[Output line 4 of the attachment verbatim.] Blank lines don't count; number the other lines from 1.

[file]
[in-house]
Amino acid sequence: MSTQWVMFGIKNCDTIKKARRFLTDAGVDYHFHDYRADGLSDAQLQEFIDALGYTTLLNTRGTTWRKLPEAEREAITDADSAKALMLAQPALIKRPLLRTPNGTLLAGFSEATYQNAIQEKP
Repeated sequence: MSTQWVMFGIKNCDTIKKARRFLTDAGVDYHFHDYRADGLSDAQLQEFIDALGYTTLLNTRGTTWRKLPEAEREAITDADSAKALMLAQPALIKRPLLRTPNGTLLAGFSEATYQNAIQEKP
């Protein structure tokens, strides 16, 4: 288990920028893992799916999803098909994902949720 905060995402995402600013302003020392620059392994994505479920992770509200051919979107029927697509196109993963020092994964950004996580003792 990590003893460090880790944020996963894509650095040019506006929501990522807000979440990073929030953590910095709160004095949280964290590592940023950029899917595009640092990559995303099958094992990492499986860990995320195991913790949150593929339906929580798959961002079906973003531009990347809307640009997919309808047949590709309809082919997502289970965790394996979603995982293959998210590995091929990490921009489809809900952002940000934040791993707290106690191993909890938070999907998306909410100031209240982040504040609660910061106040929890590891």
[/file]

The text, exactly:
């Protein structure tokens, strides 16, 4: 288990920028893992799916999803098909994902949720 905060995402995402600013302003020392620059392994994505479920992770509200051919979107029927697509196109993963020092994964950004996580003792 990590003893460090880790944020996963894509650095040019506006929501990522807000979440990073929030953590910095709160004095949280964290590592940023950029899917595009640092990559995303099958094992990492499986860990995320195991913790949150593929339906929580798959961002079906973003531009990347809307640009997919309808047949590709309809082919997502289970965790394996979603995982293959998210590995091929990490921009489809809900952002940000934040791993707290106690191993909890938070999907998306909410100031209240982040504040609660910061106040929890590891």